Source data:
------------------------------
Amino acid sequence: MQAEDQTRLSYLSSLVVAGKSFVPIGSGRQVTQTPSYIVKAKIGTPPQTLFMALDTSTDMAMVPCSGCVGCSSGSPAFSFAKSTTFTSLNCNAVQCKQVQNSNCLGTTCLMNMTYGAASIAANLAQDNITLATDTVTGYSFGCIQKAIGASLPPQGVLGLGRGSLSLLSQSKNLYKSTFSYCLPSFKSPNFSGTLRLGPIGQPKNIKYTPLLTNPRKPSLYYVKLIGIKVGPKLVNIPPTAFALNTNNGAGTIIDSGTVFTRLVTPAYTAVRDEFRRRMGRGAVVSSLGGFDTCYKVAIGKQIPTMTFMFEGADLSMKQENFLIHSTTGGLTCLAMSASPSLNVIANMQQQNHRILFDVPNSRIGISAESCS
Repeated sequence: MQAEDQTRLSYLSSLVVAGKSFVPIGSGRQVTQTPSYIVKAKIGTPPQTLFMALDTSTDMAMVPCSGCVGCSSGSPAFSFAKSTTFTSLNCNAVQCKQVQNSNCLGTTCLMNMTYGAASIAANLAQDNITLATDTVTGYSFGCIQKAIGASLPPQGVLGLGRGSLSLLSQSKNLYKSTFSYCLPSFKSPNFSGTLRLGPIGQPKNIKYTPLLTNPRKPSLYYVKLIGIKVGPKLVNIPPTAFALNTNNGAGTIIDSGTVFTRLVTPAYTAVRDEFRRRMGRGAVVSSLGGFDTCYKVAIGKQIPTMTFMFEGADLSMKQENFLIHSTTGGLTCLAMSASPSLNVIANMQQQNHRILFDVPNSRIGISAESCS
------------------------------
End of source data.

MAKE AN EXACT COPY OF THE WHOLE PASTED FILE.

Amino acid sequence: MQAEDQTRLSYLSSLVVAGKSFVPIGSGRQVTQTPSYIVKAKIGTPPQTLFMALDTSTDMAMVPCSGCVGCSSGSPAFSFAKSTTFTSLNCNAVQCKQVQNSNCLGTTCLMNMTYGAASIAANLAQDNITLATDTVTGYSFGCIQKAIGASLPPQGVLGLGRGSLSLLSQSKNLYKSTFSYCLPSFKSPNFSGTLRLGPIGQPKNIKYTPLLTNPRKPSLYYVKLIGIKVGPKLVNIPPTAFALNTNNGAGTIIDSGTVFTRLVTPAYTAVRDEFRRRMGRGAVVSSLGGFDTCYKVAIGKQIPTMTFMFEGADLSMKQENFLIHSTTGGLTCLAMSASPSLNVIANMQQQNHRILFDVPNSRIGISAESCS
Repeated sequence: MQAEDQTRLSYLSSLVVAGKSFVPIGSGRQVTQTPSYIVKAKIGTPPQTLFMALDTSTDMAMVPCSGCVGCSSGSPAFSFAKSTTFTSLNCNAVQCKQVQNSNCLGTTCLMNMTYGAASIAANLAQDNITLATDTVTGYSFGCIQKAIGASLPPQGVLGLGRGSLSLLSQSKNLYKSTFSYCLPSFKSPNFSGTLRLGPIGQPKNIKYTPLLTNPRKPSLYYVKLIGIKVGPKLVNIPPTAFALNTNNGAGTIIDSGTVFTRLVTPAYTAVRDEFRRRMGRGAVVSSLGGFDTCYKVAIGKQIPTMTFMFEGADLSMKQENFLIHSTTGGLTCLAMSASPSLNVIANMQQQNHRILFDVPNSRIGISAESCS